However, the pan needed to be loaded and protected until ignited and the hammer needed to be triggered. This was accomplished with the addition of three additional parts. 1. The tumbler – holds and releases the mainspring which powers the hammer to strike. 2. The sear and sear spring – which engages the tumbler and releases it when the trigger is pulled. 3. The frizzen spring – which holds a cover over the pan to keep the powder dry; the cover being attached to the frizzen. The sear engages the tumbler when the gun is cocked and holds the force of the mainspring. When the trigger is pulled, it pushes the sear just enough to release the tumbler and allows the hammer to drive the flint forward, striking the frizzen and sending the spark into the pan igniting the powder.


A flintlock positions the hammer three ways: uncocked, half-cocked, and fully cocked. When the firelock is fully cocked, the gun is ready to fire. Pull the trigger and it moves the sear, releasing the tumbler that forces the hammer to strike. When the gun is half-cocked, it may be loaded because the trigger is locked and cannot release the tumbler. After the gun is fired, it is in the uncocked position.

The frizzen is designed to move and can snap over the pan, protecting the gun powder from the elements. In the cocked position, the frizzen is down, covering the pan. When the flint strikes the frizzen, it shaves iron to create sparks. The hammer blow also snaps the frizzen back out of the way, exposing the pan that is ignited by the spark. It flashes through a small hole in the side of the barrel to ignite the powder in the barrel thereby firing the gun.

Basic steps to fire: 1. The gun is half cocked to assure it will not fire. 2. A predetermined amount of gunpowder is poured down the muzzle of the barrel. 3. A lead ball is wrapped with a cloth remnant and pushed down the muzzle. A cartridge of powder and ball may be used instead. 4. A ramrod presses the shot down the barrel and sets the ball or charge. 5. A small amount of gun powder is sprinkled in the pan. 6. Snap the frizzen over the pan 7. Fully cock the hammer. 8. Trigger pulled and the pan flashes and fires the gun.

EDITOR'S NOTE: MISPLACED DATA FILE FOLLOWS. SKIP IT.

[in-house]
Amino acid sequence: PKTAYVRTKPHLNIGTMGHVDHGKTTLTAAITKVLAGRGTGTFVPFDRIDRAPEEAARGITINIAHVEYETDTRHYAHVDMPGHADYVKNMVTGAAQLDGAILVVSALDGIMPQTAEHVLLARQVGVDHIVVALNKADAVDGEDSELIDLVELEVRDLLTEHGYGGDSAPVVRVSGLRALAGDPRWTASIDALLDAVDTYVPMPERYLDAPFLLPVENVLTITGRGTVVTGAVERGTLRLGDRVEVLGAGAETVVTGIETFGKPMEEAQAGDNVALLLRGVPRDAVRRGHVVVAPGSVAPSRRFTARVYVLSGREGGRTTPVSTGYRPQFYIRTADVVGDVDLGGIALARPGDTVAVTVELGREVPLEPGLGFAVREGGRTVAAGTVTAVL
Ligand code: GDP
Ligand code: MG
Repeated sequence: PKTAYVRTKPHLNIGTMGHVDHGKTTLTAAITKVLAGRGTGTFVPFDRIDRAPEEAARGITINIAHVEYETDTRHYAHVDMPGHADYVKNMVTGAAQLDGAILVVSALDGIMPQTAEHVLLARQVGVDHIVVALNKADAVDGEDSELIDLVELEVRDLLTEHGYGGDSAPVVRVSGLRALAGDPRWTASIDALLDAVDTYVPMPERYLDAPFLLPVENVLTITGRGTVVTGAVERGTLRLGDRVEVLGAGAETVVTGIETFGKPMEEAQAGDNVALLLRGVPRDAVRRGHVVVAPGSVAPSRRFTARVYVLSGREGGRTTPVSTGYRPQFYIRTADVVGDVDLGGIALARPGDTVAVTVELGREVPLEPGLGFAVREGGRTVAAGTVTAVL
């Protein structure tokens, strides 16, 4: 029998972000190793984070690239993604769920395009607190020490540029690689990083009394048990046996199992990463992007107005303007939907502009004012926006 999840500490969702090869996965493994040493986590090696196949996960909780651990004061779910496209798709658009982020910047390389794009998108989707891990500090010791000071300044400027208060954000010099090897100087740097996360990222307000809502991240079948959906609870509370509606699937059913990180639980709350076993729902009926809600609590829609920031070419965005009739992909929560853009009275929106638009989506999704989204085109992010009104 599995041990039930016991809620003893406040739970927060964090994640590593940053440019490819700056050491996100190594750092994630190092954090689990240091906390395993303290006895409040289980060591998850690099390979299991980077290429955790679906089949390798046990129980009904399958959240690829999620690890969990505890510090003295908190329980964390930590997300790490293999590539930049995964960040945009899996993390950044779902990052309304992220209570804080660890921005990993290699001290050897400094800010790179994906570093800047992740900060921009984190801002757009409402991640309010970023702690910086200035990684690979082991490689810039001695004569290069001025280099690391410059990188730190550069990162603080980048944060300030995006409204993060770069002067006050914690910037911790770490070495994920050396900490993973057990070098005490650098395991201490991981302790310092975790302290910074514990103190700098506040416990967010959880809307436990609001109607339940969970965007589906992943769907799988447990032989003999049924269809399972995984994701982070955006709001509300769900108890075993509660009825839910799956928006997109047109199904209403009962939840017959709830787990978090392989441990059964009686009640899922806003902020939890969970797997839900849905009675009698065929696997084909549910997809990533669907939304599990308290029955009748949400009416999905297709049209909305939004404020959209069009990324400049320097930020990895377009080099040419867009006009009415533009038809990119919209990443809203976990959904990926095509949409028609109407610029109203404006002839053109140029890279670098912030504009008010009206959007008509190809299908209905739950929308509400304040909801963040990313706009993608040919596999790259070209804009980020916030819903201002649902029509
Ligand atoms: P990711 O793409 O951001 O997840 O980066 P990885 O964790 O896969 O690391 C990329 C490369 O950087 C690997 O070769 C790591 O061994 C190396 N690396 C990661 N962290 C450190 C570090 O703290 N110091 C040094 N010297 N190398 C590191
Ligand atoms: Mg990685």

Read the first installment of A Black Man’s Destiny (Shades of Liberty) here.


Angier, R. H. Firearm Blueing and Browning. 1936: Arms & Armour Press, London, UK.

Bixby, Lawrence B.   Flint Chipping. American Antiquity, Vol. 10, No. 4, (April 1945) pp 353-361.

Darling, Anthony D. Redcoat and Brown Bess. 1978: Museum Restoration Service, Historical Arms Series No. 12. Ottawa, Canada.

Ducke  s, Peter. British Military Rifles. 2005: Shire Publications Ltd., Buckinghamshire, UK.

Grose, Francis. A Classical Dictionary of the Vulgar Tongue. 1788: S. Hooper, London, UK.

Gruber, Ira D. Of Arms & Men, “Arming America” and Military History. William & Mary Quarterly, Vol. 59, No. 1, (Jan. 2002) pp 217-222.

How Flintlock Guns Work.

Journal of the American Revolution, Inaccuracy of Muskets.

Lochee, Lewis. Elements of Field Fortification. 1783: T. Cadell in the Strand & T. Egerton, Charing Cross, London, UK.

Smith, W. H. B., Joseph E. Smith. The Book of Rifles. 1948: The Stackpole Company, Harrisburg, PA.

Comments 1

  • The “Brown Bess” was much more accurate than historians give it credit for. The British Regulars trained to fire quick volleys, advance, repeat and then utilize their bayonets when ordered to do so. The American Colonial Militia, at the beginning of the struggle for Independence were armed with both privately owned “fowling” pieces and other sporting arms. Many of them also had “Committee of Safety” muskets, copied from the Brown Bess and even actual captured Brown Besses, if they could get ahold of them. The Americans, in the months before April of 1775 trained to fire at individual “marks”, what we would today call target practice. A well trained militia man who was familiar with his “piece” could consistently hit targets at up to 70 yards away. At Bunker Hill (Breeds Hill, in reality), the American Officers left their men to fire as they pleased, fully trusting in their ability to take aim and hit their targets. Later in the conflict, a Prussian soldier (you may have heard of him), showed up at Valley Forge and showed the Continental Army how to beat the British at their own game, but the American soldier’s reputation for marksmanship endured.